I suggest using date literals in ISO format as: between date '2011-02-13' and date '2011-02-15' Oct 23, 2012 at 11:26
  • you know, a lot of programmers now were not around to fix programming issues in 2000.... So I foresee a repeat in 2100, good eye.
    – fa1c0n3r
    Oct 24, 2012 at 2:29

2 Answers 2


Your belief that this should not be necessary is correct based on your assumptions. Normally this means the assumptions should be rechecked (unless there is data corruption or a bug). If you run the following you should get the same results from the first query as the second:

   SELECT to_date('01-FEB-2011','DD-MON-YYYY')+level myDateColumn 
   FROM dual CONNECT BY level <=120);

select * from t1 
where myDateColumn 
between to_date('13-FEB-11', 'DD-MON-YY') AND TO_DATE('15-FEB-11', 'DD-MON-YY');

select myDateColumn from t1 
where to_date(myDateColumn) 
between to_date('13-FEB-11', 'DD-MON-YY') AND TO_DATE('15-FEB-11', 'DD-MON-YY');

To check some of the assumptions, can you show the results of the following query?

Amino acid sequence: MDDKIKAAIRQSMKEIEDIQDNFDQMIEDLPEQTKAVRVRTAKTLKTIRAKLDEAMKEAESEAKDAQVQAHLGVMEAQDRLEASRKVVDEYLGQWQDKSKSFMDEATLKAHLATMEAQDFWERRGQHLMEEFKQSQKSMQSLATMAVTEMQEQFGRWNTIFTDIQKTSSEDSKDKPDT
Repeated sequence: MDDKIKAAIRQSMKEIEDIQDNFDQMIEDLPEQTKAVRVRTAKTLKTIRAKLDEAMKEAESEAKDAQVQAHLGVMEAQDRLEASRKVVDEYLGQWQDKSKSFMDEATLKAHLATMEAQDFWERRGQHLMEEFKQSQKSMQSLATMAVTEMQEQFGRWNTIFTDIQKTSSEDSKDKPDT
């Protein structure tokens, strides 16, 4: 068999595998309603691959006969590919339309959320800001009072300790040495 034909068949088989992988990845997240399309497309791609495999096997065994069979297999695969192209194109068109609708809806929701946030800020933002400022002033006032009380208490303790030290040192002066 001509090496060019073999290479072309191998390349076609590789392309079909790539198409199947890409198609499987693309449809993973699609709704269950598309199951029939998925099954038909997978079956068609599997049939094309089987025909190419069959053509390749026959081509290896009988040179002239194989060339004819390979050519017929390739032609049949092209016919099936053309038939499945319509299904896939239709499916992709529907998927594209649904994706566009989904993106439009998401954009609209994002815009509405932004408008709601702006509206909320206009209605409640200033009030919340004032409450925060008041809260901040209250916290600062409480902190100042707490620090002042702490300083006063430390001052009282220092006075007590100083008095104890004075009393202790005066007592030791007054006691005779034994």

SELECT myDateColumn, to_date(myDateColumn)
   , to_char(myDateColumn,'DD-MON-YY HH.MI.SS PM'), to_char(myDateColumn,'YYYY') 
FROM myTable
WHERE to_date(myDateColumn)
BETWEEN to_date('13-FEB-11', 'DD-MON-YY') AND TO_DATE('15-FEB-11', 'DD-MON-YY');

The first three columns should all show identical information and the last should verify that the year is correct.

  • Leigh... you were right to check this... posting the update in the question. The entire table is actually vulnerable to the Y2K problem... (or Y2100 I guess )
    – fa1c0n3r
    Oct 24, 2012 at 2:21

All dates in Oracle have a time component.

I'm pretty sure you want all rows between the 13th and the 15th included. However, when you write:

BETWEEN to_date('13-02-2011', 'DD-MM-YYYY') AND TO_DATE('15-02-2011', 'DD-MM-YYYY')

you select only all date up to the 15-02-2011 at midnight. All rows later that day won't be selected.

What is happening is that when you use TO_DATE on a date, it will be converted to VARCHAR2 and then converted back to a date. The net effect will be a truncation to your date format as shown:

SQL> alter session set nls_date_format='dd/mm/yyyy';

Session altered.